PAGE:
Recession — whether looming or present but unrecognized — suggests that the best investments you could make would be in technology and tools that could reduce your costs and lower your time to turn around orders. Despite the “recession” customers are still awarding contracts based on lowest costs and best delivery. Buying new technology might not provide you much return in a slowing market — while investments that reduce your costs or reduce your time to produce will increase your competitiveness by lower prices or increasing your capacity and reducing lead times.
The cost of capital is a critical input to any investment decision. Our closely held family businesses are in a stronger position than many public companies because we can also have what I call “patient capital” — investments that span generations. No need to rush out when interest rates are high and the economy is slowing, except for the right investment. But, unless you have a contract in hand and faith in the counterparty, your economist would likely tell you that at this IMTS, you want to be tactical and not strategic.
“Bold play” is the best way to improve your odds when gambling, according to my statistics professors. Precision machinists are not gamblers. Your economist will bless your decision to invest in a major new technology purchase — not on speculation — but on demonstrated return on invested capital. Do the math. Don’t be hypnotized by the gee whiz factor. If you need new tech to keep the customer, to grow the customer, to sign the new customer — by all means acquire it. After you have done your due diligence on the customer, as well as on the capabilities to produce to specs as stated, that will deliver the business plan and Return On Invested Capital (ROIC). Otherwise, it is a gamble.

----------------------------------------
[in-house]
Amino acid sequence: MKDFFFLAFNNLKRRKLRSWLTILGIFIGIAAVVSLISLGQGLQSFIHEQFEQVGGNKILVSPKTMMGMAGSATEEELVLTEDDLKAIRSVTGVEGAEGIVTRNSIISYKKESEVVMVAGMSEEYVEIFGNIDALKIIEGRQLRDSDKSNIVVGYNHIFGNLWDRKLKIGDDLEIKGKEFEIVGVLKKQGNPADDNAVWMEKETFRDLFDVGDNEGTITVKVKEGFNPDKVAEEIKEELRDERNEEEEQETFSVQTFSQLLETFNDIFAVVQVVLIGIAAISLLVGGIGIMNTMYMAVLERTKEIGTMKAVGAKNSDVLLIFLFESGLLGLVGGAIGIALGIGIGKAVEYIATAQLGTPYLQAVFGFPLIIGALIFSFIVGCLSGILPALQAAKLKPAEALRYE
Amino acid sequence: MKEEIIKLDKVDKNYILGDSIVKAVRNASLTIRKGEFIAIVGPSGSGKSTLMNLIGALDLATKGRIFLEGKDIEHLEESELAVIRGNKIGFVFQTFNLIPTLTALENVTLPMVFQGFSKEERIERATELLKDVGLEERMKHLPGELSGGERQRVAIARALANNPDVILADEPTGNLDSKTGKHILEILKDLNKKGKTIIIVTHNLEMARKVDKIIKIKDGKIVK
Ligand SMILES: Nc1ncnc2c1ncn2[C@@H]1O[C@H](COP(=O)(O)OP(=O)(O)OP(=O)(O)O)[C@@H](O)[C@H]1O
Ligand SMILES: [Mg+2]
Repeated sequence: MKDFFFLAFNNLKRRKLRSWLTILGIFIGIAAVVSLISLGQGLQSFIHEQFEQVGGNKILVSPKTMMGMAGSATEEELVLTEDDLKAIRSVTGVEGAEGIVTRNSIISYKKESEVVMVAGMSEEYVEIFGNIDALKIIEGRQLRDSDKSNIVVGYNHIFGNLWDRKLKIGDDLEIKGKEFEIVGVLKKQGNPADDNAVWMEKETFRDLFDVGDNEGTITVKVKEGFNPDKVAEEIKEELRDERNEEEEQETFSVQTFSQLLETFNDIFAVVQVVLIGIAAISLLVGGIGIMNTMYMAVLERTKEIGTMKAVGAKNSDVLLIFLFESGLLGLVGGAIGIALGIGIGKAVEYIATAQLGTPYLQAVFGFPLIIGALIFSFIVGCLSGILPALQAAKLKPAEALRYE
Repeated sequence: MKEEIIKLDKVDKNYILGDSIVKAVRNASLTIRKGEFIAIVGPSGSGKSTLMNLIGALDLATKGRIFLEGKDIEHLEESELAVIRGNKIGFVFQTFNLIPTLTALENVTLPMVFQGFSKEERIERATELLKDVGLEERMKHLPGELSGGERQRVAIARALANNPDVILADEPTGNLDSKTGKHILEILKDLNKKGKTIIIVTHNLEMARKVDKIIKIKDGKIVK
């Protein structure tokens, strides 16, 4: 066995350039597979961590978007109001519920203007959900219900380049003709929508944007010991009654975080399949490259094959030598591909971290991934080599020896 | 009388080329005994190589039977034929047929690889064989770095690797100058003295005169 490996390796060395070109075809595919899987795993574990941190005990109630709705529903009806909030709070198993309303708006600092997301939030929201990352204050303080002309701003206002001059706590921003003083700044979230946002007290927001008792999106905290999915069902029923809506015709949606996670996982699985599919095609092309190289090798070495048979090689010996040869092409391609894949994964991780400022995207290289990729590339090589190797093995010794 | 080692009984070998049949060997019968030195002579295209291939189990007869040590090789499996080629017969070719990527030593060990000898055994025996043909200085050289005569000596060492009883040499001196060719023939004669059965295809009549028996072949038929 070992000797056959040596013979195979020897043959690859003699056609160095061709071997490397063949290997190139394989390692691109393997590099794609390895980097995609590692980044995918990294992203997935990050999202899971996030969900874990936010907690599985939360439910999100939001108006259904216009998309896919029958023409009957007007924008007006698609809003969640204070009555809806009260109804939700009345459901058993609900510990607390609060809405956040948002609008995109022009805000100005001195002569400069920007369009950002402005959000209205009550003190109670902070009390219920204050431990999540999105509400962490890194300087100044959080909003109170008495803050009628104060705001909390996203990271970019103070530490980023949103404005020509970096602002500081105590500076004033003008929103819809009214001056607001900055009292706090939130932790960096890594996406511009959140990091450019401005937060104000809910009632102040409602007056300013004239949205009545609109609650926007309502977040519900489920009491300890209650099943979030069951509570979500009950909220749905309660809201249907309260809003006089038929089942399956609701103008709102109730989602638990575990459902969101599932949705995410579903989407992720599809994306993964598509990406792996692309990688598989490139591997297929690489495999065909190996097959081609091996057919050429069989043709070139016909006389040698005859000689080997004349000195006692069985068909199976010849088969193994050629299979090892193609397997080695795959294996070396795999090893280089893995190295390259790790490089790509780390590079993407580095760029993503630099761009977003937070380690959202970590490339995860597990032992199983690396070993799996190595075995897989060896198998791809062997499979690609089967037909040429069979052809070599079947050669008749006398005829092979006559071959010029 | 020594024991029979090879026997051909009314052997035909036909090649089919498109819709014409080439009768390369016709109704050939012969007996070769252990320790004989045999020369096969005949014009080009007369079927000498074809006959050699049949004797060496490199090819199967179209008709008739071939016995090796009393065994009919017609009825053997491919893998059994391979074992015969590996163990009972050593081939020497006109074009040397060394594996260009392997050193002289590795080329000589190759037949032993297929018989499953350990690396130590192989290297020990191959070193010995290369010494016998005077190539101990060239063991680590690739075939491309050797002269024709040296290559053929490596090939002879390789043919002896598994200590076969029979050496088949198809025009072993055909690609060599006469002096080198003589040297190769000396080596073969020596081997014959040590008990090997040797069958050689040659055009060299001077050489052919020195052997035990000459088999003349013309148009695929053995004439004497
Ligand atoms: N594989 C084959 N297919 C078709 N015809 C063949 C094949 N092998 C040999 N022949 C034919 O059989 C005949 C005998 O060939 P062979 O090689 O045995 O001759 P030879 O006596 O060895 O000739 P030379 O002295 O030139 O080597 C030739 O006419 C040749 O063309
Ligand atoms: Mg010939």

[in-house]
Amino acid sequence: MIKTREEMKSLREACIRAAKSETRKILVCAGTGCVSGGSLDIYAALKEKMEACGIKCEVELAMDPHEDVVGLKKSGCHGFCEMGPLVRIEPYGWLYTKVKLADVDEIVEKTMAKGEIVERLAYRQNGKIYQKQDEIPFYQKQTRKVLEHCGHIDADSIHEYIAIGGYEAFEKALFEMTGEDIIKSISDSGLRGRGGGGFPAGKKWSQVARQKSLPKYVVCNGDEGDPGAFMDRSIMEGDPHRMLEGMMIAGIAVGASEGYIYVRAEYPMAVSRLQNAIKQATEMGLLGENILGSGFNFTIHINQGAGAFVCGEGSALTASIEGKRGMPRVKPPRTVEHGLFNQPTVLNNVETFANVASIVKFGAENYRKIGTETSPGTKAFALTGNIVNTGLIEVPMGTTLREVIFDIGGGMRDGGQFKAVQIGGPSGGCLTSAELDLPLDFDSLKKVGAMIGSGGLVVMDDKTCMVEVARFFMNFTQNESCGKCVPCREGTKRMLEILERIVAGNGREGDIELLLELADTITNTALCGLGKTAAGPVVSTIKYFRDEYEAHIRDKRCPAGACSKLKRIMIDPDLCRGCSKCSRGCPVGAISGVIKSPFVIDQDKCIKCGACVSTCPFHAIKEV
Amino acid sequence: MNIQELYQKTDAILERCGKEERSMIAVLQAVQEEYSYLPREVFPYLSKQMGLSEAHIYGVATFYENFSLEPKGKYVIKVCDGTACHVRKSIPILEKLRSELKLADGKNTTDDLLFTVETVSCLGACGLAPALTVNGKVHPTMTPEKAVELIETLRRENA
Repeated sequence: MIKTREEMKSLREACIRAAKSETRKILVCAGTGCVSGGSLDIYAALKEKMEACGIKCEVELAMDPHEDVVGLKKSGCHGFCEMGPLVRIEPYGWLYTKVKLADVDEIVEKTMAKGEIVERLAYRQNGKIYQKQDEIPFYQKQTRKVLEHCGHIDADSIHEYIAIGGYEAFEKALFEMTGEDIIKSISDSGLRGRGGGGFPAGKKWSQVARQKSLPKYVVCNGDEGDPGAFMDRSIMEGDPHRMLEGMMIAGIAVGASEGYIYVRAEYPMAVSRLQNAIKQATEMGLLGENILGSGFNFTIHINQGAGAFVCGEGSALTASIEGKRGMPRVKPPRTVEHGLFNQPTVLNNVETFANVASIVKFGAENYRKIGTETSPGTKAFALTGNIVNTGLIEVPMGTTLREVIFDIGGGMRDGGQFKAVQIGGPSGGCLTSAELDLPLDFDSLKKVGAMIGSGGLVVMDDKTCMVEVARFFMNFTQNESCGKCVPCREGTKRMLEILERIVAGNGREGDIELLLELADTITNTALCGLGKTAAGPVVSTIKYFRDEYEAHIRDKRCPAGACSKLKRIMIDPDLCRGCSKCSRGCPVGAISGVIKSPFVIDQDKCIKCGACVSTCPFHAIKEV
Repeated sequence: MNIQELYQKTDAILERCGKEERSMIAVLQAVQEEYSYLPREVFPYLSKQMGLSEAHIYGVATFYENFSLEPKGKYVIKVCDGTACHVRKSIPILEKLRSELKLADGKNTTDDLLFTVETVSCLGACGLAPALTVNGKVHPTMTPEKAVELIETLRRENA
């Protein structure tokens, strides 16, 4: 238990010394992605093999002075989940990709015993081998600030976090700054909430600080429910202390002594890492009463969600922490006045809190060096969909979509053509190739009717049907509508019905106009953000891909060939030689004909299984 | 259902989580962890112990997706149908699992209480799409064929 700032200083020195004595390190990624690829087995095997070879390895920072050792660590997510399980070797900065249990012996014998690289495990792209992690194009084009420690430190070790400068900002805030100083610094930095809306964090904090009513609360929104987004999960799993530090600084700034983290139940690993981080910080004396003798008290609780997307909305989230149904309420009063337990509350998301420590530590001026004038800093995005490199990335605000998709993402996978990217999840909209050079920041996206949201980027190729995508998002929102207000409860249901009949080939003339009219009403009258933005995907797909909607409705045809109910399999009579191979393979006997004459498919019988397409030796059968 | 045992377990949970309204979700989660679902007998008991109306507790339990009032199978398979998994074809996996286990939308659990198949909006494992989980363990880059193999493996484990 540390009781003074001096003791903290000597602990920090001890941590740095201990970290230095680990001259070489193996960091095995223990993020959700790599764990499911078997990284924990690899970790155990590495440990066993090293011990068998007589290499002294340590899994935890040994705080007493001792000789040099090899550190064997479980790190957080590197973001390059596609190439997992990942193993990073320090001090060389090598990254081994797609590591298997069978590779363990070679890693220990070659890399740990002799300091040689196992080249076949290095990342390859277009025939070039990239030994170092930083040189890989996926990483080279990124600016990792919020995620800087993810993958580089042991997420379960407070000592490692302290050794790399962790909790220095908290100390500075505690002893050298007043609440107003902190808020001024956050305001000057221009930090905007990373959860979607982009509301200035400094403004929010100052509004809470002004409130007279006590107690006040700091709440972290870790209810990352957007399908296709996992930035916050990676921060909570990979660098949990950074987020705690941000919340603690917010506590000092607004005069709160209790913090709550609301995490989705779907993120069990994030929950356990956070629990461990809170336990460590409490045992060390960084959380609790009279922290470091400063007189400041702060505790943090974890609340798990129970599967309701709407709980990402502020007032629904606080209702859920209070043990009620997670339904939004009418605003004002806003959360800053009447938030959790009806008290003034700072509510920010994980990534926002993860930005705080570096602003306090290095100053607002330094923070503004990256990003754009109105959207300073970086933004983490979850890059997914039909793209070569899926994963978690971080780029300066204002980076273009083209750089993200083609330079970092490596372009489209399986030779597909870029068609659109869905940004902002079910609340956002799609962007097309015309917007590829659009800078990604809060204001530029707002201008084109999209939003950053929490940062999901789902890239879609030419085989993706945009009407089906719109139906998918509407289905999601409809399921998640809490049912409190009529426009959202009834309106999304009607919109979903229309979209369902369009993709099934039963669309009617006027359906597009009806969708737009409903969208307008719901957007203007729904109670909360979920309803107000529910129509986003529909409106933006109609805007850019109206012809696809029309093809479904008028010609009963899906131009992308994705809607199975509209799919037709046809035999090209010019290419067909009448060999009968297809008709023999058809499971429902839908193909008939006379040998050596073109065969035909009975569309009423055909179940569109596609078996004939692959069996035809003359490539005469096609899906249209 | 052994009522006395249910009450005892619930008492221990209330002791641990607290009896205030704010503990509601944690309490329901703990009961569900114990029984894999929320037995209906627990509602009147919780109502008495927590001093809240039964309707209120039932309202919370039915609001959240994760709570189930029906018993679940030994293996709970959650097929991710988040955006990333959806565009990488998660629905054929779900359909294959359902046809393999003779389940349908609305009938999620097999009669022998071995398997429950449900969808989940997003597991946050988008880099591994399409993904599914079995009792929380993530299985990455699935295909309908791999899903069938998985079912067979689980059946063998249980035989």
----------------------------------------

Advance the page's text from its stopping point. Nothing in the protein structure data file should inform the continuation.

IMTS is probably your best place to get what you need to protect your shop and your customers from supply shocks. Having a single point of failure in your supply chain is not good business. Neither is having that single point of failure 12 time zones and some indeterminate amount of freight time by ocean vessel away. IMTS is a vibrant venue for you to find alternatives, equivalents and new suppliers for the things that you just cannot seem to find while at your shop and scouring the internet. And share your concerns with the attendees and exhibitors at IMTS — what you are looking for/what you cannot seem to find. Your “economist” probably will not be much help finding a stocking supplier of that particular unobtainable material in Swiss quality. But the person right beside you at IMTS might.
Supply Shocks Part 2